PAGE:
That said, there are situations in which becoming an authorized user is a deceptive practice and may entice you into some fraudulent situations. (More on this below.)
What Is Person-to-Person Piggybacking?
Person-to-person piggybacking involves becoming an authorized user on the account of a significant other, family member, or friend. For example, young adults often become an authorized user on their parent’s credit card as they seek to build credit for themselves.
Eventually, that young adult will have built enough credit to get a credit card of their own and will be financially stable enough to be able to pay it off on time. At this point, they can decide to drop from their parents’ account.
What Is For-Profit Piggybacking?
Here’s where things get tricky. If you don’t have a friend or family member who’s willing to make you an authorized user on their account, you can seek out the help of a tradeline service. A tradeline is another word for a revolving credit account or installment loan on your credit report.
The tradeline service can match you with a stranger who has good credit, and for a fee, they’ll add you to their account. The cardholder receives a portion of that money, and you won’t receive a physical card or access to the account.
Tradeline services first appeared in 2007, and since then they haven’t been without controversy. For one thing, the practice of purchasing a tradeline can be seen as a method of deceiving lenders into thinking you have better credit than you do. If perceived as fraud, this could have some legal ramifications. To discourage this type of piggybacking, FICO even tweaked its scoring formulas to make it less effective.
Engaging a tradeline service can also be pricey. Depending on what type of credit you’re looking for, it may cost you as much as $4,000.
It’s also important to understand that you’re only authorized on the cardholder’s account for a short period of time. While your credit may receive a boost in the short-term, when you’re dropped from the account, your credit score may fall as well.
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Risks of Credit Card Piggybacking
In addition to the considerations above, there are other risks to be aware of when piggybacking, especially when doing so through a third party. Here are some further risks of piggybacking credit to consider if you’re thinking about doing it:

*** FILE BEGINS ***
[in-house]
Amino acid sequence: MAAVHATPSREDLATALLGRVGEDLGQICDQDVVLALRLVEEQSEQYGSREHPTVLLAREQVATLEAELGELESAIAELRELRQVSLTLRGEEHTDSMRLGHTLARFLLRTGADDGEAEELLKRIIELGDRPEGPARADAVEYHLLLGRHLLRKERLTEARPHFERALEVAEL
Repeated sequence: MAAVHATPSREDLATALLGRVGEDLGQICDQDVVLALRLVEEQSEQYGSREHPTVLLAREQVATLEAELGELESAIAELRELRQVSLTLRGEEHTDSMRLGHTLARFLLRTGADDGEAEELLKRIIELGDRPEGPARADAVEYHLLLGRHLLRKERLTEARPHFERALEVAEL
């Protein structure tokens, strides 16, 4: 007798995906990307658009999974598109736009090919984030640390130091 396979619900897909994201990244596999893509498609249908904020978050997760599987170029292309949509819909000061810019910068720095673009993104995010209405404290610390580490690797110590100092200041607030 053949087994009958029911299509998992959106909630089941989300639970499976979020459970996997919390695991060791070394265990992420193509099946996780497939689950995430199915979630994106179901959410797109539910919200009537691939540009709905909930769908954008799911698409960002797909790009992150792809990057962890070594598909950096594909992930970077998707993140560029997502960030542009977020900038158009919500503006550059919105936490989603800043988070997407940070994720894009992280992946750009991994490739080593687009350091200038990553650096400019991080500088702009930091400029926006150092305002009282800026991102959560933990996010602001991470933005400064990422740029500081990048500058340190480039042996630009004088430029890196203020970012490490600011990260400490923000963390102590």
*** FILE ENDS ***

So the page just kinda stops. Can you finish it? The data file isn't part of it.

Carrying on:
• You have to give out your private information. This includes your name, address, and Social Security number. The service and cardholder may not have your best interests at heart, and providing them with your data may put you at risk for fraud and identity theft.
• It’s not looked on favorably by lenders. Lenders look to your credit score to learn how well you’re able to manage your debts. If they learn that you’ve used a tradeline service, they may lose trust in you and be less likely to extend credit to you.
• There’s the potential for fraud. Be on the lookout for shady tradeline companies with fraudulent practices. Beware any company that tells you that you can hide bad credit or a bankruptcy using a credit privacy number. The number they’re trying to provide might actually be someone else’s Social Security number, which would put you at the heart of an identity theft scam.
• It could hurt your credit. You might also be duped into buying an account that’s gone into default, which could hurt your credit.
• There’s the potential for address merging, which is fraudulent. Sketchy companies may also try to use a process called address merging, by claiming that the authorized user lives at the same address as the account holder. This is fraudulent, and indicates that you are not working with a reliable company.
• You may not give yourself the chance to build healthy financial habits. The best way to keep your credit score up is to not take on more debt than you can afford and to make payments on time. If you don’t give yourself experience with doing that, you may not learn healthy financial behaviors.
• It could get you in over your head down the road. Boosting your credit to a point that doesn’t reflect your actual credit activities can land you in a bit of hot water if you qualify for a loan only to realize later you can’t actually afford it. You don’t want to end up in a place where you’re wondering if you can pay a credit card with a credit card.